Ritual and tradition
Over the last three years, I have been continuously surprised, in different ways.
We have welcomed two babies into our group, who are utterly cute (most of the time!), and we have included them in most of what we now do.
For the three years of the enterprise project, we met every week at a house owned by the local Anglican church, called the Old Rectory. We had always celebrated Christmas together there, giving each other gifts and playing card games. In December 2017, I was with some of the young women at a Stay and Play group and to my surprise they asked, “Are we doing Old Rectory Christmas this year?” As we had not been meeting in the Old Rectory for some time, I had not even considered it. I had not realised the significance of this to the young women, but we did it again and we gathered there together, babies and all. Though we still all see each other every week, this particular time was one of reconnection and we acknowledged how much we missed each other. The ritual and pattern of this experience had created memories, good ones, and we all agreed that this was and will be our Christmas tradition.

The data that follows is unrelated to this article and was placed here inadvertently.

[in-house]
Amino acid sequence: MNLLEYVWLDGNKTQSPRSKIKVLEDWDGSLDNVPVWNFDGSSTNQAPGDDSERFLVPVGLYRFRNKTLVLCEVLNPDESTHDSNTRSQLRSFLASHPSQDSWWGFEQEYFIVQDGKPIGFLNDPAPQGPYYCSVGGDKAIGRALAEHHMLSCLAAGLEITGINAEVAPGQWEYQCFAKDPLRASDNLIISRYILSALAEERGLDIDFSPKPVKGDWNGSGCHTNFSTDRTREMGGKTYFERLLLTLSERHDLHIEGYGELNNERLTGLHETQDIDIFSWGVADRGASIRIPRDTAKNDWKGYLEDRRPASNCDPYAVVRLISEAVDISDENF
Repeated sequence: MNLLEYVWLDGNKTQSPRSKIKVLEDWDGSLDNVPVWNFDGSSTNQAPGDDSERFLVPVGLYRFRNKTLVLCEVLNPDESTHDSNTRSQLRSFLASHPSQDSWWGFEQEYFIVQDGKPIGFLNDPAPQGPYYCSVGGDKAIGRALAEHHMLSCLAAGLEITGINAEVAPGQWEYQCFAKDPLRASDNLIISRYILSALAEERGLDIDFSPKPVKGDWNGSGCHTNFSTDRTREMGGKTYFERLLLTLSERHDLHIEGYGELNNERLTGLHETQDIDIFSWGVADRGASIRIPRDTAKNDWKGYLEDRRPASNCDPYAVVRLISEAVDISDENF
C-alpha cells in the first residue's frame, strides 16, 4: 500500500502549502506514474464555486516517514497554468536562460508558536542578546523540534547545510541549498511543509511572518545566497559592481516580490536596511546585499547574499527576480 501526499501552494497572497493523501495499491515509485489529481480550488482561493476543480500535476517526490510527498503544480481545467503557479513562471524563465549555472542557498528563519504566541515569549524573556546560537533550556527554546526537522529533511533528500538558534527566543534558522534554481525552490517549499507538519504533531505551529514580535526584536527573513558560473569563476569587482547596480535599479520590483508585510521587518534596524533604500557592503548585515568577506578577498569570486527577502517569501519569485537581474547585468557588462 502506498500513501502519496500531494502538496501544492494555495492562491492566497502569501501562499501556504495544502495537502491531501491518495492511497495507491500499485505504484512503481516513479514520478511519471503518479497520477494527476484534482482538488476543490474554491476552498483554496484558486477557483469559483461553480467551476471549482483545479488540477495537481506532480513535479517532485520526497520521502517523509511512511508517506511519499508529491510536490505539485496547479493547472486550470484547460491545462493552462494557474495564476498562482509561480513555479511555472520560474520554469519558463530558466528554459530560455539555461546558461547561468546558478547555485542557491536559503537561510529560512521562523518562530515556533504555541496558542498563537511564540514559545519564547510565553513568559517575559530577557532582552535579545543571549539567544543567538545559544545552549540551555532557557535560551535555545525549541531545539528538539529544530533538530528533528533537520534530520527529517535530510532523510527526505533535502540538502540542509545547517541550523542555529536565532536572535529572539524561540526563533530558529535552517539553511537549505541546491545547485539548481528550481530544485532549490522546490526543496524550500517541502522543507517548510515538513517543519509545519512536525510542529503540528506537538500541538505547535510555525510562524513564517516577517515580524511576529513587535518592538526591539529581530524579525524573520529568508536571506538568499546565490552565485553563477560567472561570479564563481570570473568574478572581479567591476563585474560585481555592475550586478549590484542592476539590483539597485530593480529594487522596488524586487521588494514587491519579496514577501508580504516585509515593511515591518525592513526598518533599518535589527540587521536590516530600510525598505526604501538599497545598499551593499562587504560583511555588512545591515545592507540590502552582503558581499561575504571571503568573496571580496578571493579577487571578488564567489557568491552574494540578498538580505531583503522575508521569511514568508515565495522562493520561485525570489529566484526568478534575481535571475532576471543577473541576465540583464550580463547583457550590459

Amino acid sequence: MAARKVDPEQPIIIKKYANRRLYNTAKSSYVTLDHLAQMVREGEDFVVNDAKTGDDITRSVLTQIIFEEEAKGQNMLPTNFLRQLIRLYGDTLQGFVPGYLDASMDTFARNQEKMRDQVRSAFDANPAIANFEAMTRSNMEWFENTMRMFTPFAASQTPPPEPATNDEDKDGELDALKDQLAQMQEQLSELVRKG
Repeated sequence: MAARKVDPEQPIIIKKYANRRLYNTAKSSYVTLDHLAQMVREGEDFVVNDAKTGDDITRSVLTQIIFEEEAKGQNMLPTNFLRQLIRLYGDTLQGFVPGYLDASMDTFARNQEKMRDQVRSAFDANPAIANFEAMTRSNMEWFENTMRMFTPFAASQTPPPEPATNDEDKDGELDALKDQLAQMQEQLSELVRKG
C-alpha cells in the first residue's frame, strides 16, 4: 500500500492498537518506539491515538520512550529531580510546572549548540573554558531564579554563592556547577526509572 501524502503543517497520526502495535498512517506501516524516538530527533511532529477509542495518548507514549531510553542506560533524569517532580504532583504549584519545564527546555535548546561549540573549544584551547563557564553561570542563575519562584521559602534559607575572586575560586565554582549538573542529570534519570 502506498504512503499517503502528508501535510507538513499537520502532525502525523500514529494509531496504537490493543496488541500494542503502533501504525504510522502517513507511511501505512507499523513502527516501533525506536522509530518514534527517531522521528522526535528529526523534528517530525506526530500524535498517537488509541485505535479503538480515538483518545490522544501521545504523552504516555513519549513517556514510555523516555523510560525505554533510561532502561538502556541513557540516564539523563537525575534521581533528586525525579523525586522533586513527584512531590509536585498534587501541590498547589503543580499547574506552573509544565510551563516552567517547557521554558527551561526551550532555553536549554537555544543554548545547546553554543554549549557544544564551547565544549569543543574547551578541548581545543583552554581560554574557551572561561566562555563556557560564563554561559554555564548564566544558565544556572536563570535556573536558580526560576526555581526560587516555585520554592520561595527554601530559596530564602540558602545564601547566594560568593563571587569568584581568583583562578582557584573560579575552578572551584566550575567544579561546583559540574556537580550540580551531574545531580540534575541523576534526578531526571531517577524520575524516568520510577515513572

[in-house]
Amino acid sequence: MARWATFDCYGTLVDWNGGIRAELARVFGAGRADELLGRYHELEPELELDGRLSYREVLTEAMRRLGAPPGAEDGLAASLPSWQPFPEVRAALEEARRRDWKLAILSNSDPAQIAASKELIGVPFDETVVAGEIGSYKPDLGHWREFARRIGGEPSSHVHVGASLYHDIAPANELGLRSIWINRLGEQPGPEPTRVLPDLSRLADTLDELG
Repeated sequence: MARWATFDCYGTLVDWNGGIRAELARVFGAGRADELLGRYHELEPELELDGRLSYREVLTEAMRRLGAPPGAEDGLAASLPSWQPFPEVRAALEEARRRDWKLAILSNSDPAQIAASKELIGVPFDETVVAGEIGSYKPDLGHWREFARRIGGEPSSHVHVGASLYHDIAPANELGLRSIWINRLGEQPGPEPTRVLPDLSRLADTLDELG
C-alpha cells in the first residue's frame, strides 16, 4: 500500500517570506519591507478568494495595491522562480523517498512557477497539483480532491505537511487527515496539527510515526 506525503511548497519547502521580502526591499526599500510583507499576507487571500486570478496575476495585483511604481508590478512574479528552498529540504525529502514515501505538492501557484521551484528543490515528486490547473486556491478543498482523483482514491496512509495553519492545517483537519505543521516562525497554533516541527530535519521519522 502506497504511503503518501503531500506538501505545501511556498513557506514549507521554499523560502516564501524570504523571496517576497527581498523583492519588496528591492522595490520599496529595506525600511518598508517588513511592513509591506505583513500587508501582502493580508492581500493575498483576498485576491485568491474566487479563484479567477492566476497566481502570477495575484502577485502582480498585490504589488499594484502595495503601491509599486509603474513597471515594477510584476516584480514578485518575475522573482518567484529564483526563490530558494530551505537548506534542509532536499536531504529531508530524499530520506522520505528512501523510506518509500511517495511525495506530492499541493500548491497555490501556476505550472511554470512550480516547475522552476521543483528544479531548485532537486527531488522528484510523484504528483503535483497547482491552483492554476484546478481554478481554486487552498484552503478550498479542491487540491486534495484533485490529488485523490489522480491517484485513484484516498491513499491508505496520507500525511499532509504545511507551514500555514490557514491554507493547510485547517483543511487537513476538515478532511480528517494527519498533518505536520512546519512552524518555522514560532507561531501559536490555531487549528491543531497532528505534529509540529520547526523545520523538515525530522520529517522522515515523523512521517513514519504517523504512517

Enterprise – in a new direction!
“Youth workers are potentially well placed to support young people who may not have had access to enterprise education at school, or whose opportunities to join a mainstream enterprise programme are limited. Good youth workers demonstrate skills that are often valuable in enterprise: building partnerships and social capital; encouraging self-belief; acting as a critical friend and offering challenge; being around when things go wrong – these are the professional attributes that provide structure and support for young people.”